• Doo-Wop: Herb Lance and the Classics – Blue Moon
  • Garage Rock: Next Five – Little Black Egg
  • Teeners: Ginny Arnell – I Wish I Knew What Dress To Wear
  • West Coast-Surf: Lively Ones – Pipeline
  • Rock Classics: Jimi Hendrix – Fire
  • R&B Gold: Bobby Bland – Call On Me
  • Motown: Marvin Gaye – Stubborn Kind Of Fellow
  • Rockabilly: Carl Perkins – Pink Pedal Pushers
  • Country Classics: George Jones – White Lightning
  • Nice and Easy: Frank Sinatra – The Lady Is A Tramp
  • Old Gold: Doris Day – A Bushel And A Peck
  • Novelty Songs: Playmates – Beep Beep

There are only two Format Clocks that alternate every other hour, just to flip-flop those Beatles and Elvis categories. Here’s what one of them looks like:

  • Station ID
  • SP – Super Power
  • B – Secondary
  • A – Power
  • C – Spice
  • A – Power
  • BS – Beatles Secondary (or Power)
  • A – Power
  • B – Secondary
  • A – Power
  • B – Secondary
  • A – Power
  • B – Secondary
  • A – Power
  • Format List: New Oldies Spice Categories (Two elements, imaging first, then rotating through:)
  • BT – Buried Treasure
  • AOR – Rock Classics
  • CTY – Country Classics
  • EG – Euro-Gold
  • NOV – Novelty Songs
  • RB – R&B Gold
  • OG – Old Gold
  • UG – Undiscovered Gold
  • GR – Garage Rock
  • DW – Doo-Wop
  • TE – Teeners
  • WC – West Coast / Surf
  • RY – Rockabilly
  • MOT – Motown
  • NE – Nice and Easy
  • A – Power
  • B – Secondary
  • A – Power
  • EP – Elvis Primary (or Secondary)
  • A – Power
  • B – Secondary
  • A – Power
  • B – Secondary
  • Hour Timing: 59:40 – 60:20

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Each clock ends with an Hour Timing marker and an Hour Timing rule is applied to all categories. This keeps each hour within plus or minus 20 seconds of 60 minutes. I run Ready Check before exporting to make sure each day isn’t over or under scheduled. That never happens!

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There are a few other tricks hidden under the hood. When I schedule music, I do one week at a time using ganged pass orders and scheduling just the SP-Super Power category first for the entire session. Then I run a second pass to schedule everything else, this time scheduling each hour before going on to the next hour. The A, B, and C categories are scheduled first, then all the others. There are never any unscheduled positions, and log editing is never required. It takes about an hour to schedule each week.

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The rules are very simple because I lean on Optimum Goal Scheduling to do most of the heavy lifting.

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Of course, this same concept should work for just about any gold-based format if you dare to try it!

If anyone has any suggestions for me that might improve things a bit, please let me know. Just don’t suggest that I play fewer songs! This is still a work in progress as I add even more songs to the specialty categories and remove songs that just weren’t very good (probably payola adds).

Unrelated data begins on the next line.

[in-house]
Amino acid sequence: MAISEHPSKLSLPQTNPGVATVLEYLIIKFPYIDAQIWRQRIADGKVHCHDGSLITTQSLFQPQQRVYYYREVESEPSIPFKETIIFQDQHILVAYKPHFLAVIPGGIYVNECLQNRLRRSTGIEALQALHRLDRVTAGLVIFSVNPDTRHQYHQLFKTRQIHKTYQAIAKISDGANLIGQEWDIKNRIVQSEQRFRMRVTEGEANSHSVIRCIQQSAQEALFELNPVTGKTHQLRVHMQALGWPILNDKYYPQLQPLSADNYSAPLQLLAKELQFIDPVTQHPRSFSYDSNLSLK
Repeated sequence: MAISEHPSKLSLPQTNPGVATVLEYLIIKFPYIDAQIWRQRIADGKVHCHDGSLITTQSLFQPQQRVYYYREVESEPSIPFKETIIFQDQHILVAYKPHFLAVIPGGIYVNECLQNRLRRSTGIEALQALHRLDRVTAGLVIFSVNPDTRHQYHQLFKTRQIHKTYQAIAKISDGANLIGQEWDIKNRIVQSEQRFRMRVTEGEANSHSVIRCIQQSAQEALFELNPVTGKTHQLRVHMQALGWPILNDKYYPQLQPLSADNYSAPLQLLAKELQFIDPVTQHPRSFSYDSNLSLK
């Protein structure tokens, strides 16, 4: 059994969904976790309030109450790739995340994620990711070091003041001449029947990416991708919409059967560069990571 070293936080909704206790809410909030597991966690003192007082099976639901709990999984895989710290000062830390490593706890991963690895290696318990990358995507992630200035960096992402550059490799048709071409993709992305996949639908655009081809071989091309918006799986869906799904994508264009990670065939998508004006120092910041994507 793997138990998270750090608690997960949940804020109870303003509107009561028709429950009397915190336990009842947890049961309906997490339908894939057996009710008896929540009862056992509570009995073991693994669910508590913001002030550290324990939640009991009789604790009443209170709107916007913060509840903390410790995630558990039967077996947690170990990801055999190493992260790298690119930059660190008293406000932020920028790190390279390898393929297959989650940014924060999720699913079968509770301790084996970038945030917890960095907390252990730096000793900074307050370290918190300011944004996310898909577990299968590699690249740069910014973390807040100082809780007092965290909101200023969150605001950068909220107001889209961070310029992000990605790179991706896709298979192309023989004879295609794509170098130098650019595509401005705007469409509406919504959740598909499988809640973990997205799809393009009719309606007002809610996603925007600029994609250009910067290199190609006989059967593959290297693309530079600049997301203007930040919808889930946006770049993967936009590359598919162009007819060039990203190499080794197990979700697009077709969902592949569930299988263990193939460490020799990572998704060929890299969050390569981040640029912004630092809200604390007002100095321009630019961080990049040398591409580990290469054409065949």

Everyday I’m Shufflin’ posted on July 24th, 2023

by Dave Tyler

I get a call about once per week where a programmer is asking if it is possible to “Shuffle” the schedule order of a category. The answer is a big YES. To keep it simple before taking a deeper dive, to do a basic “Full Shuffle” go to Dataset/Schedule/Schedule Order and click on the “Arrange Songs In This Category” icon. You can also right click anywhere in the Info Bar and choose Schedule Order as well.

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The next box that pops up defaults to the “Full Shuffle”. The Full Shuffle is simply a random shuffle of the category. Sometimes folks will choose this when they begin to sense a predictable pattern of a category and just want to freshen up the order. You can choose a single category or multiple categories.

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It is important to note that if you are a song history buff and love looking at your rotations and histories and seeing that nice wave of a song moving through hours and quarter hours, that a shuffle will disrupt that pattern briefly upon the next scheduling session because the order has changed and therefore the pattern has changed. It will plane out again as you continue to schedule.

A full shuffle is kind of a generic shuffle just to mix things up, but MusicMaster offers many more options when it comes to how or what you shuffle. Clicking on the dropdown menu, you get these incredible options.

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A quick look in the robust MusicMaster “Help Section” defines what each of these does.

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For more information on how to use our great Help section check out this blog post: